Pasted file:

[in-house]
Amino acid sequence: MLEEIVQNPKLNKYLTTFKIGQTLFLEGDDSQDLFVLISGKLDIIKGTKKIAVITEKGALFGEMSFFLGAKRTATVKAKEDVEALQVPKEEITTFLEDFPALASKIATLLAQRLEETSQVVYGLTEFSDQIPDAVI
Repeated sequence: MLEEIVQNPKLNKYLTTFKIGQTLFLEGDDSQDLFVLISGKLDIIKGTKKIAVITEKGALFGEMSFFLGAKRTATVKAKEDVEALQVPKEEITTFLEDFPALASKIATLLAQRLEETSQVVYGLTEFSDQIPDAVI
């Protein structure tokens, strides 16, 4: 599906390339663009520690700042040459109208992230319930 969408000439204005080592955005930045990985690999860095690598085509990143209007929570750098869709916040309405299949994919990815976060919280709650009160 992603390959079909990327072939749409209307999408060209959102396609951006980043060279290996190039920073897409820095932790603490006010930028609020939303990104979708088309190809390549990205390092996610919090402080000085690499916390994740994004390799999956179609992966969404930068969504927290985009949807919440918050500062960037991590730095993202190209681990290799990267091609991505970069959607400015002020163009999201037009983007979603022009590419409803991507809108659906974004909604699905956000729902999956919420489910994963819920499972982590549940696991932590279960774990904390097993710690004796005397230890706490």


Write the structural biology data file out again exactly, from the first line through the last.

[in-house]
Amino acid sequence: MLEEIVQNPKLNKYLTTFKIGQTLFLEGDDSQDLFVLISGKLDIIKGTKKIAVITEKGALFGEMSFFLGAKRTATVKAKEDVEALQVPKEEITTFLEDFPALASKIATLLAQRLEETSQVVYGLTEFSDQIPDAVI
Repeated sequence: MLEEIVQNPKLNKYLTTFKIGQTLFLEGDDSQDLFVLISGKLDIIKGTKKIAVITEKGALFGEMSFFLGAKRTATVKAKEDVEALQVPKEEITTFLEDFPALASKIATLLAQRLEETSQVVYGLTEFSDQIPDAVI
């Protein structure tokens, strides 16, 4: 599906390339663009520690700042040459109208992230319930 969408000439204005080592955005930045990985690999860095690598085509990143209007929570750098869709916040309405299949994919990815976060919280709650009160 992603390959079909990327072939749409209307999408060209959102396609951006980043060279290996190039920073897409820095932790603490006010930028609020939303990104979708088309190809390549990205390092996610919090402080000085690499916390994740994004390799999956179609992966969404930068969504927290985009949807919440918050500062960037991590730095993202190209681990290799990267091609991505970069959607400015002020163009999201037009983007979603022009590419409803991507809108659906974004909604699905956000729902999956919420489910994963819920499972982590549940696991932590279960774990904390097993710690004796005397230890706490």